Follow us
Dalloul Art Foundation

MUHAMMAD MUHRADDIN, Iraq (1938 - 2015)


Considered a trailblazer in Iraqi art during the 1960s and 1970s, Muhammad Muhraddin and his contemporaries sought to rebel against the artistic trends of previous decades and push creative...

Written by Mysa Kafil-Hussain

Considered a trailblazer in Iraqi art during the 1960s and 1970s, Muhammad Muhraddin and his contemporaries sought to rebel against the artistic trends of previous decades and push creative boundaries. Born in 1938 in Basra, Muhraddin developed a love for painting during his childhood, and his one of his teachers, who encouraged him to study art, noticed his talent.[1] In 1956 Muhraddin left Basra for Baghdad and enrolled into the Institute of Fine Arts, graduating in 1959.

Muhraddin then received a scholarship to study in Poland, completing a Masters degree at the Academy of Fine Arts in Warsaw,[2] and although he reportedly struggled with some of the new concepts he encountered, Warsaw had a great impact on his artistic style. It was there that he was exposed to and inspired by abstract movements led by experimental Polish artists,[3] as well as radical Eastern European street art, constructivism, and the art of political posters. Returning to Iraq in the mid-1960s, Muhraddin began teaching at the Institute of Fine Art whilst also producing his own work. He returned to an Iraq rife with rebellion, still reeling from various military coups and the rise of Arab nationalism, all of which influenced cultural production. Muhraddin’s work, along with many others, began to follow a distinct theme: protest. He had his first solo exhibition in Baghdad in 1966, cementing his status as a serious, promising artist, but then in 1967, war broke out between the Arab nations and Israel, resulting in a disheartening defeat. However, this only served to push creatives further into the cause, giving them a new challenge with artists wondering how artistic activism could become a movement. In 1969, The New Vision group was founded by Muhraddin, Dia al-Azzawi, Ismail Fattah, Saleh al-Jumaie, Rafa Nasiri and Hashem Samarchi, seeking to fuse art and politics to create a revolutionary creative movement, focusing on experimental graphic art and artistic and innovative posters.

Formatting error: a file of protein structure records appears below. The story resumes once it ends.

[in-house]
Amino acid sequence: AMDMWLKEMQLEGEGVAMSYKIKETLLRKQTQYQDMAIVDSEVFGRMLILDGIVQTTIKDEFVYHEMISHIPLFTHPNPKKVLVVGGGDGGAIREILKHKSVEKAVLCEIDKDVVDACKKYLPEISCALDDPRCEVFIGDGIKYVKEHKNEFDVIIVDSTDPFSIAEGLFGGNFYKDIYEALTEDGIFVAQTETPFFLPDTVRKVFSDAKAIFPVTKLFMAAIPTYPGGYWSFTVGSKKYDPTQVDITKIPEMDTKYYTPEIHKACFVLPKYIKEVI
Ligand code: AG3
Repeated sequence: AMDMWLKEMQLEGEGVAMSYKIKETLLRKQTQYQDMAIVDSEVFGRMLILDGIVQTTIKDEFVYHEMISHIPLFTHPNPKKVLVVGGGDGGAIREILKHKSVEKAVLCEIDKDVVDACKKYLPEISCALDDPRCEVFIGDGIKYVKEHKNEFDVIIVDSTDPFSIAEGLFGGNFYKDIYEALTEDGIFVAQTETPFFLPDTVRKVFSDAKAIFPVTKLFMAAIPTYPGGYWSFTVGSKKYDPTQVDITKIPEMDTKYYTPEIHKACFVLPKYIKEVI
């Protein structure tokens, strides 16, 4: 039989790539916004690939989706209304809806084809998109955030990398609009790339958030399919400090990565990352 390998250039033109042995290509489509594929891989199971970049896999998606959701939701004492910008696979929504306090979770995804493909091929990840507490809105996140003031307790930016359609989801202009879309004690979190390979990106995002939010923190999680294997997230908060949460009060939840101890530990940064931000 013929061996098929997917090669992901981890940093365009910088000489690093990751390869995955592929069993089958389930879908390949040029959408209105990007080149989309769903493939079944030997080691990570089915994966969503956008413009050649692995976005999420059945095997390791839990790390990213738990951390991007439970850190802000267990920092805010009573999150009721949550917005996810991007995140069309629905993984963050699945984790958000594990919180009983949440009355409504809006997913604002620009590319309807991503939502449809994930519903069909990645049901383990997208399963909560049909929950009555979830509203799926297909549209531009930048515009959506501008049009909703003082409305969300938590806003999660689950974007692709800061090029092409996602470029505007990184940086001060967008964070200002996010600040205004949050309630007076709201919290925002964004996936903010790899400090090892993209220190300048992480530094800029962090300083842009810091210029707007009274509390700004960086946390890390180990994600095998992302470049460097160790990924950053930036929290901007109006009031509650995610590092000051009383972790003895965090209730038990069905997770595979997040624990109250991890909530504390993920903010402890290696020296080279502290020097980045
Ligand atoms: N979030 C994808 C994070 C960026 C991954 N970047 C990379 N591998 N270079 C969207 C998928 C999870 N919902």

“The artist is a fighter who refuses to put his weapon down as he speaks in the name of the world, and in the name of the human…..the unity of artistic production throughout history places the artist at the center of the world and at the focal point of the revolution” [4] Manifesto: Towards a New Vision, 1969

Inspired, Muhraddin produced a great deal of work and participated in many exhibitions in the early-mid 1970s, and began to tackle political topics in his work in a way that many artists shied away from.[5] Deep into his artistic rebellion, Muhraddin was using indecipherable abstract symbols and harsh graphic techniques, and began tackling politicised topics such as Palestine and black liberation. He held a large solo exhibition in Baghdad entitled ‘Strange is this World’ in 1978,[6] in which he dealt with powerful themes such as poverty, anxiety and destruction, captivating audiences with what critics labelled “critical realism”.[7]